When You Can Survive But Not Thrive

For many people that live with a chronic illness like Multiple Sclerosis, everyday life can be like a never-ending limbo. A purgatory where they are caught between not being disabled enough to be on disability but also not well enough to do anything more than try to simply survive. They feel like the walking dead, zombies that are going through the motions They’re able to maintain their existence but lack the ability to do much more than that. Symptoms like pain, fatigue, and cognitive dysfunction are worsened by the everyday activities needed for survival, leading to very few opportunities to actually thrive.

Challenges in daily life

Even without a chronic illness getting in the way, life can be challenging. Maintaining a job, paying bills, buying groceries, planning and creating meals, etc. Living isn’t easy for many people. When you add in an illness like MS, it becomes increasingly more difficult. Even simply working for eight-plus hours a day can become an enormous struggle. I’ve mentioned the idea of the “MS Tax”, where we pay for any activity we partake in, that can lead to a never-ending cycle of working and not much else. Fatigue, in particular, is a massive issue for people with MS. We like to say that a good way of explaining it is to think that someone with MS takes five times the amount of energy to do something than it would if they didn’t have the disease. So they may get through a full workday, but they have little left in the tank to do anything else. Fatigue then affects other symptoms, suddenly we have more pain, we are less steady on our feet, and our brains seemingly turn to mush due to brain fog.

More to life than just work

There are many people with MS who get by in life. They’re still able to go to work, they may even look great doing it, they may even still excel in it. However, that becomes all they do. They manage to get through work each day, only to have their bodies begin to malfunction afterward. They are lucky if they can manage all of the other basic tasks of life, let alone anything else. Simply surviving becomes a massive challenge with little to no hope for anything more. Forget dating, hobbies, or any sort of worthwhile/pleasurable activity, it simply isn’t possible. It’s no wonder that depression rates are so incredibly high for those with MS. It’s not hard to see how people can suddenly start to question their existence.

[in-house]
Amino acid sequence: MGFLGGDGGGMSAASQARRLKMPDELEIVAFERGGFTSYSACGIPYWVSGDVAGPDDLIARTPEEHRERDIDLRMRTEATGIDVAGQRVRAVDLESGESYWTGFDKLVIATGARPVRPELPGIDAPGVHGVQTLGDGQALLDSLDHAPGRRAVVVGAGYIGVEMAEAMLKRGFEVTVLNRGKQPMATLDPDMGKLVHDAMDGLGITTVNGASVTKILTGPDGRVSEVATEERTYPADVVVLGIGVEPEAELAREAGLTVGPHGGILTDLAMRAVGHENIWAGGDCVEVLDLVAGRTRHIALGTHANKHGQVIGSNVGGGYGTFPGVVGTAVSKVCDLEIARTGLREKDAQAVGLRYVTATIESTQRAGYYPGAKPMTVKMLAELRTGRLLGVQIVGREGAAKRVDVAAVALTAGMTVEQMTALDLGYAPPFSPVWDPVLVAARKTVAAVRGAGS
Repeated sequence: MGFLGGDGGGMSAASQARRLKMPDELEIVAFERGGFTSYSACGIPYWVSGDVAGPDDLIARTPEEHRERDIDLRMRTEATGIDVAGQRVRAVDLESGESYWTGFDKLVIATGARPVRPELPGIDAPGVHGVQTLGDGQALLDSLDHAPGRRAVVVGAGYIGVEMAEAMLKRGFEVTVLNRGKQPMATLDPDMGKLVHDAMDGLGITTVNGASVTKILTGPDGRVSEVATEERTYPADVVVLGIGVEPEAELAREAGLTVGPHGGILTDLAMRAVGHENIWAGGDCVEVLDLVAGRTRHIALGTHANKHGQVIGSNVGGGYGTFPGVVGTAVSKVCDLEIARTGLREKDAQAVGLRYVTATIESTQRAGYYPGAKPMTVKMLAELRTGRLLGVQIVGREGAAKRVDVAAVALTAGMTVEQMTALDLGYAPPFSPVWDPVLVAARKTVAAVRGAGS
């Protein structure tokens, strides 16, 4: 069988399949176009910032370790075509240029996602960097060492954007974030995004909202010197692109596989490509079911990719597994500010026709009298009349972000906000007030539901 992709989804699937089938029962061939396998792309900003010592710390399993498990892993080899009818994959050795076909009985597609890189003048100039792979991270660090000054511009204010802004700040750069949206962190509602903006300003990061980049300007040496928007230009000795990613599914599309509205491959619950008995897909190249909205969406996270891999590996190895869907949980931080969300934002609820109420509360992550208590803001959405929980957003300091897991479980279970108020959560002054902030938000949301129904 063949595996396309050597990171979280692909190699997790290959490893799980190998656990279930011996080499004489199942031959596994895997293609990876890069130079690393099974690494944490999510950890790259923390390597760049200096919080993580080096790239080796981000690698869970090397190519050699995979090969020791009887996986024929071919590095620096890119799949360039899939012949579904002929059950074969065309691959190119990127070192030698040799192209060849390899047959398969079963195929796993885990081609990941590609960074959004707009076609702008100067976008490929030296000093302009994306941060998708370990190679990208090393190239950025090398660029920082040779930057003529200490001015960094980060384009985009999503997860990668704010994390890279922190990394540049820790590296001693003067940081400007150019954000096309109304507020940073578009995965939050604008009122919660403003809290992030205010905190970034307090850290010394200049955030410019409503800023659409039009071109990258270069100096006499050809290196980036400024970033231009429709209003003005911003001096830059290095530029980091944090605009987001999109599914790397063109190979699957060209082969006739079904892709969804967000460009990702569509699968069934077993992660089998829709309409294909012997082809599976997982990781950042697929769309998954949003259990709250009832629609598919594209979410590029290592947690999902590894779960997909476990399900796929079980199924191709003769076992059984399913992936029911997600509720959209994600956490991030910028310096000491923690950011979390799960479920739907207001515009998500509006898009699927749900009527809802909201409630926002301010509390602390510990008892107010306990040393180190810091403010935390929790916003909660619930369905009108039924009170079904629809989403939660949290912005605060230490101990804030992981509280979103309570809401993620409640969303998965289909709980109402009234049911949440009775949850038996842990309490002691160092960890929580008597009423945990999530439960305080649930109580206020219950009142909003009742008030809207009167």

Stuck in limbo: not sick enough

I feel like I talk to so many people that are stuck in this limbo state. They put up a tremendous fight to keep working and to not be considered “disabled”. There are also many that shouldn’t be working, have had their doctors tell them so, but they’ve been turned away by the disability process. Judged as sick, but not sick enough to receive help. Others actually receive help, but not near enough. All of these folks are left in a constant struggle, every single day, to survive. I’ve absolutely been there. I fought hard to maintain my job until my body simply wouldn’t allow it. During that time, I was a shell of a man and lived in this zombie state, where I would manage to work but little else. I’d come home, only to lay on the couch until I was able to find some food, then I’d eat, and often be right back in bed to begin the process again the next morning.

MS zombies

Aside from not having much of a life, living in limbo like that can even further affect your future. Eventually, when all you can do is barely work, you begin to exercise less, you eat worse, you have less social contact, you take as many shortcuts through life as you can. Those shortcuts inevitably have consequences to your health, making you that much more susceptible to disease progression. Aside from that, quality of life goes out the window when you live like this, you struggle to exist and begin to wonder why. It’s not a pleasant life. Many people are living like this though, as “MS Zombies”, shambling through their lives.

What friends and loved ones can do to help

I don’t have a lot of solutions to this, but I know it needs to be recognized. Even those who have MS and aren’t in wheelchairs or using other mobility aids can still have a stressful life. As always, just because they “look good”, doesn’t mean they are. If you want to help someone like this, particularly if you are a friend or loved one, help them by taking on some of those everyday tasks. Picking up some items from a grocery store for them, make them a meal, help with laundry, help with any sort of simple and everyday task can be a massive help. Also, try to bring some joy into their lives, any way you can, because it can become hard to find that when you are just surviving and not thriving.

Thanks so much for reading and always feel free to share, the more we share things like this and educate people, the better chance we have at helping each other!

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